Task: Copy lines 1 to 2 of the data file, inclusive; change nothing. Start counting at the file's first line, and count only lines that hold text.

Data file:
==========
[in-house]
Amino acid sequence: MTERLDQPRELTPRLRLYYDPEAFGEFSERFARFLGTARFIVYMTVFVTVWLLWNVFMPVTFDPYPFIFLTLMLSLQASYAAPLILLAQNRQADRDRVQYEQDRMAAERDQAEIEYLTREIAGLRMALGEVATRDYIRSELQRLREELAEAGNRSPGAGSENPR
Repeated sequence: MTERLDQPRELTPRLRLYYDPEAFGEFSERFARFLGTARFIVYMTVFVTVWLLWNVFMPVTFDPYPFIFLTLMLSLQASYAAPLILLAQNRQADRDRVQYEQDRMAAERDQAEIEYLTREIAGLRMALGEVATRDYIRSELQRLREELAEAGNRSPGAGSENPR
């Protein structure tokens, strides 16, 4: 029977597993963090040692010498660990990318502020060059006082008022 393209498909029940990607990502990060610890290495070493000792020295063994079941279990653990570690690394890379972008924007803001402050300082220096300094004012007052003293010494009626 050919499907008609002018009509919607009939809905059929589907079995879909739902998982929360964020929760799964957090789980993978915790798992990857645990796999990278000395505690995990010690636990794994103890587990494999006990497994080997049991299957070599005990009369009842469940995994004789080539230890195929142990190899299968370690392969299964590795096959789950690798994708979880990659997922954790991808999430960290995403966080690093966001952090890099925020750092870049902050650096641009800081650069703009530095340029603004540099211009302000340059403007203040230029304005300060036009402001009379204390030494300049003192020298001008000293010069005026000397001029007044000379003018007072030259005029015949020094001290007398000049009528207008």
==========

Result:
[in-house]
Amino acid sequence: MTERLDQPRELTPRLRLYYDPEAFGEFSERFARFLGTARFIVYMTVFVTVWLLWNVFMPVTFDPYPFIFLTLMLSLQASYAAPLILLAQNRQADRDRVQYEQDRMAAERDQAEIEYLTREIAGLRMALGEVATRDYIRSELQRLREELAEAGNRSPGAGSENPR